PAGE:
12. They Are Seasonal

In most regions, Cipollini onions are at their peak from late summer through fall. But unlike many other onion varieties that store well for months, their thin skins mean they do not have a very long shelf life.

So enjoy these seasonal treats as a late summer specialty! Their limited window makes them even more special.

13. Cipollini Onions Are Allium Ampeloprasum

Botanically speaking, most Cipollini onions fall under the species Allium ampeloprasum. This makes them more closely related to leeks and other non-bulbing alliums than to traditional round bulb onions.

14. Not All Cipollinis Belong to That Species Though

However, there are some varieties of flattened, disc-shaped onions called Cipollini that fall outside that species. These may belong instead to the Common Globe Onion group, Allium cepa.

Most true Italian Cipollini onions are A. ampeloprasum. But some similar-looking hybrid varieties grown elsewhere typify A. cepa instead.

15. The Plants Themselves Are Decorative

With pretty white blooms blushed with purple, Cipollini onion plants are almost as ornamental as the onions themselves!

As spring-planted perennials, they will keep growing back year after year as long as winters stay mild. That makes them a great edible ornamental addition to any herb or flower garden.

16. Cipollini Onions Roasting Looks Like Edible Art

And saving the best for last…just look at how visually stunning a baking sheet of caramelizing Cipollini onions is!

With all those perfect flat discs neatly lined up, artistically browning and sweetening to candy-like perfection…they almost look too lovely to eat.

Luckily both their beauty and their fabulous, rich flavor are worth enjoying with your eyes and your taste buds alike.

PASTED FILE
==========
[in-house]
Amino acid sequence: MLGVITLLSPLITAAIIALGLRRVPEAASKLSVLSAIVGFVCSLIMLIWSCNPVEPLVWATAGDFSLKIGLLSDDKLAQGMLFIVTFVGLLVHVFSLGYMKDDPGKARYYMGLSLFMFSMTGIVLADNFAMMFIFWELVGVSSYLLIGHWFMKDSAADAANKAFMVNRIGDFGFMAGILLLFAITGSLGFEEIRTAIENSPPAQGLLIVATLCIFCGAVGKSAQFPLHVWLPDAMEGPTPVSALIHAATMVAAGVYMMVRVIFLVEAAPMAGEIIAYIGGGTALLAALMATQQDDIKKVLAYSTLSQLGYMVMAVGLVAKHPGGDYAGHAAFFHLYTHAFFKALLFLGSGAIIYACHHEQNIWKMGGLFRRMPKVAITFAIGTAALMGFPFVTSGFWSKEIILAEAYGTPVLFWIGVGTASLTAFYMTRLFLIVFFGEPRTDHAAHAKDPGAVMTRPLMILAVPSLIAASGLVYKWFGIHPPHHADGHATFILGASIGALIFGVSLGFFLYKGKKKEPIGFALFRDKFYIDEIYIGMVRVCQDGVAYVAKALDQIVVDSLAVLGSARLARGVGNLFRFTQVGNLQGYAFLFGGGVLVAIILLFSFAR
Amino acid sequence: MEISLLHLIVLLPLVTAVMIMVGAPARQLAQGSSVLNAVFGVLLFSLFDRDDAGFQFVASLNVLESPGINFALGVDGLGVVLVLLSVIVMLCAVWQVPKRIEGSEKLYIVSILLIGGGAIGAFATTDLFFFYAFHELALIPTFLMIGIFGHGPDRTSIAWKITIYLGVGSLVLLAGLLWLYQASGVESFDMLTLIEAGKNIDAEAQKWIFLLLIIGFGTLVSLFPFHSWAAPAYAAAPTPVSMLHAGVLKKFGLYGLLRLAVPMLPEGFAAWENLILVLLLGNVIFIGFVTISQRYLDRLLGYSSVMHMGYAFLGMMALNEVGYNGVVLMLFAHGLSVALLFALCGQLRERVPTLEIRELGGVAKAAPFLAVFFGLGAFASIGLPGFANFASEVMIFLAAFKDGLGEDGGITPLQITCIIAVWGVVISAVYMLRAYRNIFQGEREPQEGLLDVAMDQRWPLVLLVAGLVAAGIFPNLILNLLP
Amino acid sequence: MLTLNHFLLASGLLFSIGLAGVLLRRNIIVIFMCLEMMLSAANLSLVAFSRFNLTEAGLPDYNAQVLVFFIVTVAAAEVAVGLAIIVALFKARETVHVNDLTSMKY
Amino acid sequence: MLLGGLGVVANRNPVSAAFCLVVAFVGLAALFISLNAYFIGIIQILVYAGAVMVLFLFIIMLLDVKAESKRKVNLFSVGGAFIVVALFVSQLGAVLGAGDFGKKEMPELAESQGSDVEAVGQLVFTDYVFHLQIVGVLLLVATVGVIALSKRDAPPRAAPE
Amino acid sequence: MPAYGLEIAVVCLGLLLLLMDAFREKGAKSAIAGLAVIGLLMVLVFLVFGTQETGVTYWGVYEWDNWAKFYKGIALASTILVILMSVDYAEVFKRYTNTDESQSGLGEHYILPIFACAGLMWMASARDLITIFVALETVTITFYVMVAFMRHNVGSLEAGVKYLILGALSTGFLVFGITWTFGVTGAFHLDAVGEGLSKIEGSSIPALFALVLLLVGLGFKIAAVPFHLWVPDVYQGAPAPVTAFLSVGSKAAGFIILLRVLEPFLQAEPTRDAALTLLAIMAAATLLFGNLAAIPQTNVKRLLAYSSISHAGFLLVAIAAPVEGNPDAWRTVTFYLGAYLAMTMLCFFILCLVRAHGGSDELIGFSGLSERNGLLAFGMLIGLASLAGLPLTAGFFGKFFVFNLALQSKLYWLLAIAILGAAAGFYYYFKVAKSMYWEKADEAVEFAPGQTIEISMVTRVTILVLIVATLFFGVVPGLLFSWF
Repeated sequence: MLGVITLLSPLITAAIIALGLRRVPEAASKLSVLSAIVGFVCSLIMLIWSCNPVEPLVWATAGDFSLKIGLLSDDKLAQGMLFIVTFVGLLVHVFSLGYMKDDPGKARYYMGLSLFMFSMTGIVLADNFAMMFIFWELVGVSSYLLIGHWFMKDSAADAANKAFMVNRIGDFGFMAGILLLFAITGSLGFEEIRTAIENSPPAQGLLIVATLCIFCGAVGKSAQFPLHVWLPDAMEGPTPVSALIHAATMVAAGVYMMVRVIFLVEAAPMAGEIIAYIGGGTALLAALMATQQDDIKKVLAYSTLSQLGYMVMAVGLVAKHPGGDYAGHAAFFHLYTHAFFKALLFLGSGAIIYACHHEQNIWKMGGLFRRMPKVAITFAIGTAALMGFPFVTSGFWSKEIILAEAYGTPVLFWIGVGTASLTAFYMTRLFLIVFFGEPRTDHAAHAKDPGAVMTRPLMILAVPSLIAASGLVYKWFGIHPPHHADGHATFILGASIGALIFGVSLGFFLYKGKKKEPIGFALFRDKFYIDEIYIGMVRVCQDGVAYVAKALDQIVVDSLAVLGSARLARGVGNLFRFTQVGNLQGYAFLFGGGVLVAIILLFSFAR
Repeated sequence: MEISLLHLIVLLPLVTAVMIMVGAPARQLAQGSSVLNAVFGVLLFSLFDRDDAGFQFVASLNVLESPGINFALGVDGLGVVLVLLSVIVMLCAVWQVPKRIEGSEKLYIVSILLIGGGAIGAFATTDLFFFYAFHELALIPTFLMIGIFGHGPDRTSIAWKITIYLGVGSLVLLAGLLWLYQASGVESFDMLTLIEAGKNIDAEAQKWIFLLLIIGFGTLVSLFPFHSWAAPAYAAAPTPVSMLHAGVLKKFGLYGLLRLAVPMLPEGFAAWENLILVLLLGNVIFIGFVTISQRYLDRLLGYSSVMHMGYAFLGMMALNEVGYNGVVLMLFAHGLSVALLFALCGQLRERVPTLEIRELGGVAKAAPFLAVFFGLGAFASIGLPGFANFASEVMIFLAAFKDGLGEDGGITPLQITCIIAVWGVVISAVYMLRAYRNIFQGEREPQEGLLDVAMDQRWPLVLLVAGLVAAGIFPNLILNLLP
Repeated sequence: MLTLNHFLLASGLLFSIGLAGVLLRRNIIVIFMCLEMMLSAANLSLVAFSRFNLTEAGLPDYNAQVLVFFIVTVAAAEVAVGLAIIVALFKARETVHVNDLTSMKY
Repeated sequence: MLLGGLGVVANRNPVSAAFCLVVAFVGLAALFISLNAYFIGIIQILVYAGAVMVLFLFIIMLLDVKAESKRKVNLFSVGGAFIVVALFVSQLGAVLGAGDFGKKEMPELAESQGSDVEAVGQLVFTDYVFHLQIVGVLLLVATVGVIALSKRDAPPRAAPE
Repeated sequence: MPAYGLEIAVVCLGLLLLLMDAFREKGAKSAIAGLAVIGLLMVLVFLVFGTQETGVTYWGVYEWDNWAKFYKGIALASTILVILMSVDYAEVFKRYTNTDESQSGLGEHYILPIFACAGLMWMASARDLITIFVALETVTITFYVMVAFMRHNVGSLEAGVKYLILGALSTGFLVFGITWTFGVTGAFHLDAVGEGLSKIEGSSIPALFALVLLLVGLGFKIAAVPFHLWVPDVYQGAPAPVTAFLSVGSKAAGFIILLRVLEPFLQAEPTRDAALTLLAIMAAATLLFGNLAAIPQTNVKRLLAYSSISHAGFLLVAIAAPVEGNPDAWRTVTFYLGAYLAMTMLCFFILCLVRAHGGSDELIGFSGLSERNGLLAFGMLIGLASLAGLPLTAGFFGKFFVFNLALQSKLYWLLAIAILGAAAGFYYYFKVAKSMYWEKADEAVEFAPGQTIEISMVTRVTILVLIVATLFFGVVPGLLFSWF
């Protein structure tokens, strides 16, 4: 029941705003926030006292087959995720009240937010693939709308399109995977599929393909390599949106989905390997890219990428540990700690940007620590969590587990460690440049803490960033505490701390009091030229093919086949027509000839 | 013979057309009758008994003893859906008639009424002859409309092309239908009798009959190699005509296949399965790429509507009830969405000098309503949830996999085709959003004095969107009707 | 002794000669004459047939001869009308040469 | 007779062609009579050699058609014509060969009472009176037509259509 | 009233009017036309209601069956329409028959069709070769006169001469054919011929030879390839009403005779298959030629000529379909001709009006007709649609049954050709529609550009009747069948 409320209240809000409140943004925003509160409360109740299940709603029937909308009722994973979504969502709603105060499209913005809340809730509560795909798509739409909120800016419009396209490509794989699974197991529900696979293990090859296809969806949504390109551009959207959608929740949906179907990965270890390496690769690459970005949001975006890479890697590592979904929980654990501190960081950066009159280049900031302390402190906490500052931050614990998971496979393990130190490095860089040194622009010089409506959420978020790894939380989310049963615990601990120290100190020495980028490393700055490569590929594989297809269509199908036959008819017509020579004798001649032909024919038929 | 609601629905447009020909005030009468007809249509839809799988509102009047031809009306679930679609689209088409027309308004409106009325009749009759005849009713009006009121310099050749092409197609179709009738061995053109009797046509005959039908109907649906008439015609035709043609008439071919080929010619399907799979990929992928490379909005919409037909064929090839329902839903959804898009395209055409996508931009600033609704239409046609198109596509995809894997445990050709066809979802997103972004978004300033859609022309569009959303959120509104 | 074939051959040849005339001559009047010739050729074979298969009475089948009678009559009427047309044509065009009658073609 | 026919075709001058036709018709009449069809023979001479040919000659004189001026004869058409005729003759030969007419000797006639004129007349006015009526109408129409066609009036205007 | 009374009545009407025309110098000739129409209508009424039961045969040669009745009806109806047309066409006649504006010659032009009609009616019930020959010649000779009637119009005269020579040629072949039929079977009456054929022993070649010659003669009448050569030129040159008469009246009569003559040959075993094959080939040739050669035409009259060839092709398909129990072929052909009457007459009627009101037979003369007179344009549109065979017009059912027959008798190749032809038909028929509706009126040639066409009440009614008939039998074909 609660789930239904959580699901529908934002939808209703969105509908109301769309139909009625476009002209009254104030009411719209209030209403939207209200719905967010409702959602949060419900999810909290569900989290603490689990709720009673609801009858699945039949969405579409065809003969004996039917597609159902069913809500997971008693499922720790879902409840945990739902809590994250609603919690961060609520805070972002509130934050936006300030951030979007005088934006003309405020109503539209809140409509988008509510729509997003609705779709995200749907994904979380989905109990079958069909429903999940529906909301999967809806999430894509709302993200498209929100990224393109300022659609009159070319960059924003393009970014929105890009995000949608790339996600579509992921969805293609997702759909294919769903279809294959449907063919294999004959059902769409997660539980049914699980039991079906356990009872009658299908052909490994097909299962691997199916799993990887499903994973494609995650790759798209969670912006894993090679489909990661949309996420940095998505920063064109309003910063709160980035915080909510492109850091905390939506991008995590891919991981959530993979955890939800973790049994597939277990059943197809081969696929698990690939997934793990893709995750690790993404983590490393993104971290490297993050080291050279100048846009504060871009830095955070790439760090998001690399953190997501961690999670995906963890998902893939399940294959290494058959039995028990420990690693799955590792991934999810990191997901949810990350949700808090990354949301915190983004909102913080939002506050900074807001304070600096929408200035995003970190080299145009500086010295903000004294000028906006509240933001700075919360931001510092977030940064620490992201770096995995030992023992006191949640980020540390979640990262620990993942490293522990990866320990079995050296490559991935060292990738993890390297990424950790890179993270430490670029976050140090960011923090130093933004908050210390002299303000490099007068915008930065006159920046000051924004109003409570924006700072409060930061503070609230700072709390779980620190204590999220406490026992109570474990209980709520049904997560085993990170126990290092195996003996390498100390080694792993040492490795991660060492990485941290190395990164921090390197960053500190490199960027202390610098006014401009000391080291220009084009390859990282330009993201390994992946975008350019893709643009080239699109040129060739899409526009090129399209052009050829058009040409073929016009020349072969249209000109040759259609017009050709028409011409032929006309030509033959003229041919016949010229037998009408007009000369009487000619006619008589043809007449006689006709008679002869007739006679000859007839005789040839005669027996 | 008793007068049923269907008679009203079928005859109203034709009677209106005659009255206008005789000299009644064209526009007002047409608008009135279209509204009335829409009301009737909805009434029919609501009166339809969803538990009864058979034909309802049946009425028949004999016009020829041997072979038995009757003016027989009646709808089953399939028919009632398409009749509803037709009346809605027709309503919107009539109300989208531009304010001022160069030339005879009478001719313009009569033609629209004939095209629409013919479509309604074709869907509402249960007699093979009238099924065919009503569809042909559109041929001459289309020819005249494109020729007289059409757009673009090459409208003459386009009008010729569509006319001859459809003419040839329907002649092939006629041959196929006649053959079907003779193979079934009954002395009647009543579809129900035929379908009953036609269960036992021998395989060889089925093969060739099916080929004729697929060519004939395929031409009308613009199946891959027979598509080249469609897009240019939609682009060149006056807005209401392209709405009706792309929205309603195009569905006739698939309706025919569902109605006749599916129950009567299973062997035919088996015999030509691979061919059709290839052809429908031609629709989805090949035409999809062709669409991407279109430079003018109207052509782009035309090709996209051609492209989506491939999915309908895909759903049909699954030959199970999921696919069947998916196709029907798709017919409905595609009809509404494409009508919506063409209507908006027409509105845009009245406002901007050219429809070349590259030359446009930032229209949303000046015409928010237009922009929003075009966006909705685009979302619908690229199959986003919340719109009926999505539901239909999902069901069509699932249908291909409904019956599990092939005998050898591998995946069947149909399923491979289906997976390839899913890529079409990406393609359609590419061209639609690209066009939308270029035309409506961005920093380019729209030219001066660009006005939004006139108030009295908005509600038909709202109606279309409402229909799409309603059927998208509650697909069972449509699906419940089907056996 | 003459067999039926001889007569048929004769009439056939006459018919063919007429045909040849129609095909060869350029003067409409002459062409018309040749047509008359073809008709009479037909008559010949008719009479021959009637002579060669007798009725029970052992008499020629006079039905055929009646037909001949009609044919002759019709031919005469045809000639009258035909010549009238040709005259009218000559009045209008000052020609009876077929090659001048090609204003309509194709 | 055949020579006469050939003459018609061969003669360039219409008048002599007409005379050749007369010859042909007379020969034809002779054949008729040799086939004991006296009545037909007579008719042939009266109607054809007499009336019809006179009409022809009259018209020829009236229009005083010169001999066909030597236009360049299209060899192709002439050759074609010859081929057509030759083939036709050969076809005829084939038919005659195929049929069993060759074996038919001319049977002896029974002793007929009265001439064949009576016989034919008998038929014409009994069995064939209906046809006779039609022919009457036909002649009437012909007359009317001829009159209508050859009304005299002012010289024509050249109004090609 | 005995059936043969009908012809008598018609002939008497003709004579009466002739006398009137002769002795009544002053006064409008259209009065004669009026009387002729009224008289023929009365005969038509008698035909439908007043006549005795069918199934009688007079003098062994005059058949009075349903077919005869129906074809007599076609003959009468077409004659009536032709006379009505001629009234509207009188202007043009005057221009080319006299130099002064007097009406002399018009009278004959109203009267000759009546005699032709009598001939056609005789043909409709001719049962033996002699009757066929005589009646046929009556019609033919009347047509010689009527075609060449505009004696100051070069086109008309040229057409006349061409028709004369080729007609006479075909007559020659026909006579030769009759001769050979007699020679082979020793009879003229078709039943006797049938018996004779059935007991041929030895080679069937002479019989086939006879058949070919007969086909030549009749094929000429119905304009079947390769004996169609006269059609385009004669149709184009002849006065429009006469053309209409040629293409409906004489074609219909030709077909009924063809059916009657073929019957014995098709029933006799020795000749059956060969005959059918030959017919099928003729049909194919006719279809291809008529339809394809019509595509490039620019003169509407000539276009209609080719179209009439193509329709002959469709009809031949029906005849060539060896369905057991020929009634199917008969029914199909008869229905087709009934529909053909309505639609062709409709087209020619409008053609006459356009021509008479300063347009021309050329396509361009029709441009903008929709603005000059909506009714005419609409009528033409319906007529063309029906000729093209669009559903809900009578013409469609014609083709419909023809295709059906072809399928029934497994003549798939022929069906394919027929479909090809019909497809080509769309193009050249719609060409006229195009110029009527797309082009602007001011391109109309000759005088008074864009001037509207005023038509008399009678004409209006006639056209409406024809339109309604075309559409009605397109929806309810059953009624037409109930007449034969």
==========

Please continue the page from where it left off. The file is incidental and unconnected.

So next time you spot those signature flat onion bulbs at the market, pounce on the chance to take home some Cipollini!

Key Takeaways:

  • Cipollini onions get their name from the Italian for “little onions,” thanks to their small, flattened shape.
  • Originating in Italy, they have a sweet, mild taste perfect for eating raw, pickling, or caramelizing.
  • Their thin, flat shape gives them a high skin-to-flesh ratio that adds great texture contrast when cooked right.
  • Seasonal through late summer and fall, they have a relatively short shelf life compared to storage onion varieties.
  • From the botanical group ampeloprasum, they are more closely related to leeks than traditional round onions.
  • With pretty blooms and a striking pattern when roasted, they can add visual interest as well as flavor to your kitchen!

Frequently Asked Questions:

Why do Cipollini onions look so flat?

Their unique flattened shape comes from how the bulbs grow wider side-to-side rather than evenly rounding out. The ends flatten together, forming that signature disc shape.

Can you substitute Cipollini for regular onions?

Generally, yes! Their mellower, sweeter flavor profile will change the dish some compared to stronger alliums. But they can be swapped in most recipes, just keep in mind they have a shorter cooking time.

How long do Cipollini onions last?

Only 2-4 weeks in general. Buy them as fresh as possible and use within a couple weeks before they start to spoil. Their thin skins don’t allow for long storage times.

Should Cipollini skins be removed before cooking?

Not necessarily! Leaving skins on when roasting or sautéing whole prevents losing flavor and texture. But for dishes requiring chopped/peeled onions, blanch them briefly first to easily slip off the skins.